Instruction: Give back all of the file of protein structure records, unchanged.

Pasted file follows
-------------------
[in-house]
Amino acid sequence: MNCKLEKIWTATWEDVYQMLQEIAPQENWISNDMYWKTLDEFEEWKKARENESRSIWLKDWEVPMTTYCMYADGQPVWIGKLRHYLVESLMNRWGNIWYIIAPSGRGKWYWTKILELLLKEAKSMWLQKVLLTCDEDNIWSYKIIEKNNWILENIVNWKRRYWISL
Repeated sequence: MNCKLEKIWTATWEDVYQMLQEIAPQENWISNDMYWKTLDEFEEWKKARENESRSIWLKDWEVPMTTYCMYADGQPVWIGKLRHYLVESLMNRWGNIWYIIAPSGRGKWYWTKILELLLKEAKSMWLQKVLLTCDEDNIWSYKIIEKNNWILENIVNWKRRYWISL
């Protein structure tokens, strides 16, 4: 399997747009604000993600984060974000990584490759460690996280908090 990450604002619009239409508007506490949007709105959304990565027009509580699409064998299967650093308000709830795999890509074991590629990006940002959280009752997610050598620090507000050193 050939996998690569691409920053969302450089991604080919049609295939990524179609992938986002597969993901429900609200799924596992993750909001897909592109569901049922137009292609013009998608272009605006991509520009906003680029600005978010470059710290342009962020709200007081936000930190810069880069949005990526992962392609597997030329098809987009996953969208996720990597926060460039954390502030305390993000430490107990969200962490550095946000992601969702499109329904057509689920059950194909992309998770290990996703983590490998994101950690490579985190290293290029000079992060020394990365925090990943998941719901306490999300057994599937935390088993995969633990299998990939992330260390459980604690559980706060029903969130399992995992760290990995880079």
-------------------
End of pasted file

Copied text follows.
[in-house]
Amino acid sequence: MNCKLEKIWTATWEDVYQMLQEIAPQENWISNDMYWKTLDEFEEWKKARENESRSIWLKDWEVPMTTYCMYADGQPVWIGKLRHYLVESLMNRWGNIWYIIAPSGRGKWYWTKILELLLKEAKSMWLQKVLLTCDEDNIWSYKIIEKNNWILENIVNWKRRYWISL
Repeated sequence: MNCKLEKIWTATWEDVYQMLQEIAPQENWISNDMYWKTLDEFEEWKKARENESRSIWLKDWEVPMTTYCMYADGQPVWIGKLRHYLVESLMNRWGNIWYIIAPSGRGKWYWTKILELLLKEAKSMWLQKVLLTCDEDNIWSYKIIEKNNWILENIVNWKRRYWISL
């Protein structure tokens, strides 16, 4: 399997747009604000993600984060974000990584490759460690996280908090 990450604002619009239409508007506490949007709105959304990565027009509580699409064998299967650093308000709830795999890509074991590629990006940002959280009752997610050598620090507000050193 050939996998690569691409920053969302450089991604080919049609295939990524179609992938986002597969993901429900609200799924596992993750909001897909592109569901049922137009292609013009998608272009605006991509520009906003680029600005978010470059710290342009962020709200007081936000930190810069880069949005990526992962392609597997030329098809987009996953969208996720990597926060460039954390502030305390993000430490107990969200962490550095946000992601969702499109329904057509689920059950194909992309998770290990996703983590490998994101950690490579985190290293290029000079992060020394990365925090990943998941719901306490999300057994599937935390088993995969633990299998990939992330260390459980604690559980706060029903969130399992995992760290990995880079």